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Airlines Meet With USU Students to Highlight Career Opportunities

Monday, Mar. 20, 2017


Bruce Miller, Aaron Dyches and aviation students

Bruce Miller, head of USU's School of Applied Sciences, Technology and Education, and aviation faculty member Aaron Dyches, sign an agreement with representatives of Envoy Air, paving the way for students to participate in the airline’s cadet program.


Faculty advisors and members of USU’s Aviation Maintenance team

Faculty advisors and members of USU's Aviation Maintenance team who will defend the team’s national first place title at the 2017 Aviation Maintenance Competition with financial support from Alaska Airlines.


Career placement in aviation is looking up for students at Utah State University with new agreements with two airlines. Envoy Air Inc. and Alaska Airlines representatives recently met with faculty and students in USU’s Aviation Technology program to discuss career opportunities in the industry, and to strengthen connections with the program.

Envoy formally presented a contract between the company and USU for the new Envoy Cadet Program, which is designed to help students transition from the classroom to careers.

“The Envoy Cadet Program is a fantastic program that I wish would have been around when I was in school,” said Brett Cavitt, a captain and pilot recruiter for Envoy.  “I had no idea who I wanted to work for, and I think this program really gives students that peace of mind because they know they are part of a team and that we are going to take care of them.”

Jessica Hines, a USU alumna and pilot recruiter for Envoy, said USU was invited to be a part of the program because of its excellent teaching.

“I love that my alma mater has chosen to become a part of the Cadet program,” Hines said. “It is a great way to recognize Utah State for consistently producing the highest quality graduates and exceptional pilots.”

In the aviation industry, thousands of pilots will be retiring in the next 10-15 years. Cavitt said this program is part of an ongoing effort to address the pilot shortage by finding people who are committed to the company and the industry.

To join the program, students must be enrolled in an aviation-related major and have received their private pilot certificate. Students who meet all of the qualifications will complete a human resources interview with Envoy to be admitted in the program. Envoy cadets will be eligible to receive up to a $22,100 bonus along with all the benefits that come with being an employee at Envoy.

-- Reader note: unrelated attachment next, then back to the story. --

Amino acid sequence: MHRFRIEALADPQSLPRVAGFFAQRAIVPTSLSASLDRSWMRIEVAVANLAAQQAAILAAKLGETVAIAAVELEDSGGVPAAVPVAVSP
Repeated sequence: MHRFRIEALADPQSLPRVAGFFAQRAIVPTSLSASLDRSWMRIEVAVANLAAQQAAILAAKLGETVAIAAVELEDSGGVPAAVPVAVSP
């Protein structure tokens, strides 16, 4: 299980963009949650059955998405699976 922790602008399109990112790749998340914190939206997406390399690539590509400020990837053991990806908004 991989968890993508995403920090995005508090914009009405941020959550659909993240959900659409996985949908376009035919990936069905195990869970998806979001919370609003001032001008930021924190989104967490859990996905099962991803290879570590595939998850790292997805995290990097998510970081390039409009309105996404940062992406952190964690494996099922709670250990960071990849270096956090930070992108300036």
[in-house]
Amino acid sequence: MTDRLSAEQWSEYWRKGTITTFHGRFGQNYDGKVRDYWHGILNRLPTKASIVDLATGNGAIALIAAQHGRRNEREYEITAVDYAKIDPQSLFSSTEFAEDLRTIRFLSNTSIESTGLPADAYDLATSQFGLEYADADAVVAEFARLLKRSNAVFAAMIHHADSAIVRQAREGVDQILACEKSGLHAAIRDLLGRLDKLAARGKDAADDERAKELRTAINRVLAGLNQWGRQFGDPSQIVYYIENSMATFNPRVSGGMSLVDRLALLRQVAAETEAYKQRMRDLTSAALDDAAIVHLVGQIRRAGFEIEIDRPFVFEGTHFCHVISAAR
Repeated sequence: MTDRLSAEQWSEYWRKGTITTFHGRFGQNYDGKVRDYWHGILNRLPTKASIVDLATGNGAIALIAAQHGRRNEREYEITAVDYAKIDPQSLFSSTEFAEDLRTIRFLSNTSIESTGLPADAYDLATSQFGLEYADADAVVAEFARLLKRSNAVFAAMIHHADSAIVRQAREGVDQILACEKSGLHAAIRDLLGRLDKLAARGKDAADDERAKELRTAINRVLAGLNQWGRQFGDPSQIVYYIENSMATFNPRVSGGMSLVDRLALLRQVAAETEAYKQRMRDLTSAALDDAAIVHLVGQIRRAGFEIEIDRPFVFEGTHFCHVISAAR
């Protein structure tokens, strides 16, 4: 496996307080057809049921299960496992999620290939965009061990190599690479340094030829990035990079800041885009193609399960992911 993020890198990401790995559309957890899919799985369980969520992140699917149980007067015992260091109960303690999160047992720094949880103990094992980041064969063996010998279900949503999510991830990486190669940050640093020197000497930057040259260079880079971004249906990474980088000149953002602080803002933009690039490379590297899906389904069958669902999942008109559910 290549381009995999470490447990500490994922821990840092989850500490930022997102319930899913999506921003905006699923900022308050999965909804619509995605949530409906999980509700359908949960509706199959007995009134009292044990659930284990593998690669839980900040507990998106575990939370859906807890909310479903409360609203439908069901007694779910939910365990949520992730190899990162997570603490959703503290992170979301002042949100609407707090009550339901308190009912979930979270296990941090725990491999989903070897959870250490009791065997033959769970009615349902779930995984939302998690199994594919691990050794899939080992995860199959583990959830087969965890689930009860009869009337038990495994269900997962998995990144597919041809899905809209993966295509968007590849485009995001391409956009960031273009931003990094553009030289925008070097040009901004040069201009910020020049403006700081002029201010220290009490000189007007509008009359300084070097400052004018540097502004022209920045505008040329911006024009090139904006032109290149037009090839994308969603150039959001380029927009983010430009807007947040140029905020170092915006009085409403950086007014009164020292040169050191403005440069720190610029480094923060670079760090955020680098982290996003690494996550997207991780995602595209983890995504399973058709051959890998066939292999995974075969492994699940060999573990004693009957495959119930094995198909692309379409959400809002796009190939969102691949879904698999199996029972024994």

Students in the program will begin their careers at Envoy, a subsidiary of American Airlines, and in six years can qualify to be employed at American Airlines. Advancing between the two airlines, Cavitt said, usually takes anywhere from 10-12 years for individuals who aren’t involved in the program.

Paul Taylor, manager and director of maintenance for Alaska Airlines, also shared news of job growth and opportunities in aviation.

According to Taylor, senior technicians at Alaska Airlines have been employed for an average of 17 years and many will be retiring soon, creating more job opportunities.  Job growth is also occurring as airlines continue to expand. Taylor estimated that within the next 10 years, Alaska Airlines will have 50 new airplanes. This increase will require the company to hire 700 new technicians.

Taylor offered some advice to students when it comes to interviewing and preparing for a career.

“Be very engaging and be ready,” Taylor said. “Study and learn about the company’s history and ask questions. That’s my best advice.”

Additionally, Alaska Airlines’ winning team in the Commercial Airlines Division of the 2016 Aerospace Maintenance Competition (AMC) donated the $500 entry fee for USU’s student team to participate in this year’s competition. Taylor said donating the entry fee is a good opportunity for Alaska Airlines to give back to the industry, because schools like Utah State are vitally important to future of aviation.

Last year, students Autumn Allison, Chase Baune, Kendall Chapman, Stephen Colton and Justin Young from USU’s Aviation Maintenance Management program took first place out of 22 teams in the School Division of the AMC. Taylor commended last year’s team on being prepared, professional and representing the both the industry and USU well at the competition.

This year’s competing team is a mix of new and returning students. Returning team members Baune, Allison and Colton will be joined by Landon Wells and Quentin Wright to compete at the 2017 Aerospace Maintenance Competition on April 25-27 in Orlando, Florida.

Contacts: Brett Cavitt, 972-374-5605, Brett.Cavitt@aa.com
Jessica Hines, 972-374-5215, Jessica.Hines@aa.com

Writer: Aubree Thomas, thomasaubree13@gmail.com





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